Stewart Ford and Mark Owen, former chief executive and sales director, respectively, of failed Keydata Investment Services, have been banned and fined by the UK’s Upper Tribunal, upholding an earlier Financial Conduct Authority’s (FCA) decision.
The tribunal found that Ford and Owen acted without integrity and did not co-operate with the Financial Services Authority, the FCA’s predecessor, fining them £76m ($98.9m, €86.8m) and £3.2m respectively.
Keydata produced and distributed structured products for retail customers. The company started trading bonds issued by Luxembourg-based company SLS Capital in 2005, but it did so without conducting due diligence and with misleading brochures.
In 2006, Ford created Lifemark SA, replicating the same SLS structure, beneficially owned by himself, and, over the following three years, was able to extract fees totalling £73.3m.
Money for nothing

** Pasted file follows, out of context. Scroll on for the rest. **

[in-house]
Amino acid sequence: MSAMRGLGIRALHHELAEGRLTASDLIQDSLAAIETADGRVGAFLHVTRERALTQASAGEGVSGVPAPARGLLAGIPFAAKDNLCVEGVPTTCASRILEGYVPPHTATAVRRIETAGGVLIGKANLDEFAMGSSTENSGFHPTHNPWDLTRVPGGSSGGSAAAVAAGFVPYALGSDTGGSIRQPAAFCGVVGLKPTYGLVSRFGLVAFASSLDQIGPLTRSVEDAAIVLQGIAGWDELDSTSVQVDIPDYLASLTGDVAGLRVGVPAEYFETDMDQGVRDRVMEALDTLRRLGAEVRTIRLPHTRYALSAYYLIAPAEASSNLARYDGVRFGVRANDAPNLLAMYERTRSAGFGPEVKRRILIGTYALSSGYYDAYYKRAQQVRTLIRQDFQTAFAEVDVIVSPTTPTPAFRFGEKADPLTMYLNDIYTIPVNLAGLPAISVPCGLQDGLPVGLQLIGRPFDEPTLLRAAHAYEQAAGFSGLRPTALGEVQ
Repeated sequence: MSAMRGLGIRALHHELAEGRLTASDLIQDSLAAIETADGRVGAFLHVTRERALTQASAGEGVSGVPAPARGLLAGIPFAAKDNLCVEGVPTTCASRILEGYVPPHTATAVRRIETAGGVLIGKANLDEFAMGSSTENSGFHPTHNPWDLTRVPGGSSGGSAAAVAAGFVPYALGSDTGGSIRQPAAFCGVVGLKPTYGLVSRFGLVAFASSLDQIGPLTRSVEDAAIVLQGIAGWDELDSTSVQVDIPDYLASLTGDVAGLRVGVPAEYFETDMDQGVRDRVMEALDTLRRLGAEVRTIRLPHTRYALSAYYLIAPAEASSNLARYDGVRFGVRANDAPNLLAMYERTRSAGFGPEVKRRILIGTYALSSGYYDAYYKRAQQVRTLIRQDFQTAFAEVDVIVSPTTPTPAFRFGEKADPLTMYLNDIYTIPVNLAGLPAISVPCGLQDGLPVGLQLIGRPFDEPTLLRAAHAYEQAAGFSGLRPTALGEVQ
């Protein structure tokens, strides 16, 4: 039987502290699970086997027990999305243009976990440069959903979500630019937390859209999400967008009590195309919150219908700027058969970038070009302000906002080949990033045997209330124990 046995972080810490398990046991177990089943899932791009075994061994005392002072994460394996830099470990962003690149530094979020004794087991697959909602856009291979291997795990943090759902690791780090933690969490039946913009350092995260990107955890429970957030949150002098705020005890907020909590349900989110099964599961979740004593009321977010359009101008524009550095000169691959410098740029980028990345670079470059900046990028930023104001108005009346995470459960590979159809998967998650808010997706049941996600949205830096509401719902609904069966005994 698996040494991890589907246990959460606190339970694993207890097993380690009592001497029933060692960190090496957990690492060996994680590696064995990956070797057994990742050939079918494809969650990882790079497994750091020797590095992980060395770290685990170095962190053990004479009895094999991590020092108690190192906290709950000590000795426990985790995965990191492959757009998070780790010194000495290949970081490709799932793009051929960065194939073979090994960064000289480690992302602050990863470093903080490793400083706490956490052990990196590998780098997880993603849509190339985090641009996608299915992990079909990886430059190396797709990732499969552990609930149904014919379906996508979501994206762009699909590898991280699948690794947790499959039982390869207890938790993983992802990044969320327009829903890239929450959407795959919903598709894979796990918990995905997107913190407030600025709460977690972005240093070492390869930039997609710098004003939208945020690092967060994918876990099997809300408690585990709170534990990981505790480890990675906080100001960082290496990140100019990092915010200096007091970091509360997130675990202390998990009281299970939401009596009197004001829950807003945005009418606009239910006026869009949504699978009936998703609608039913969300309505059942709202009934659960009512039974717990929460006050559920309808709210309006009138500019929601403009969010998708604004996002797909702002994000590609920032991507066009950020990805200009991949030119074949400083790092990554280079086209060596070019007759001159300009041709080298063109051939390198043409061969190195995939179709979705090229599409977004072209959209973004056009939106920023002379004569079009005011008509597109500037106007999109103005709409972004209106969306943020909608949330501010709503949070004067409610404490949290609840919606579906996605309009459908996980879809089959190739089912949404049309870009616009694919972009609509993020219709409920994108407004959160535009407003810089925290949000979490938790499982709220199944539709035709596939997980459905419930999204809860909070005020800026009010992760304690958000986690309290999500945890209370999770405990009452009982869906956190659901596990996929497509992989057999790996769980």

The tribunal said that the £73.3m in payments were received for either “no services whatsoever” or “for services unrelated to [the Lifemark] products” and “could not be justified commercially”.
Owen received more than £2.5m in undisclosed commissions from Ford. Although both men claimed these payments to have been unrelated loans, the tribunal concluded this was a “fabrication” displaying a “lack of integrity”.
Mark Steward, executive director of enforcement and market oversight at the FCA, said:“Keydata sold complex structured products backed by life settlements based on misleading brochures and without properly assessing whether the products could meet what was promised.
“The tribunal found that Mr Ford bears primary responsibility for this, deliberately setting aside his regulatory responsibilities driven by his desire to maximise and preserve financial gain for himself. Those who commit such misconduct have no place in the financial services industry.”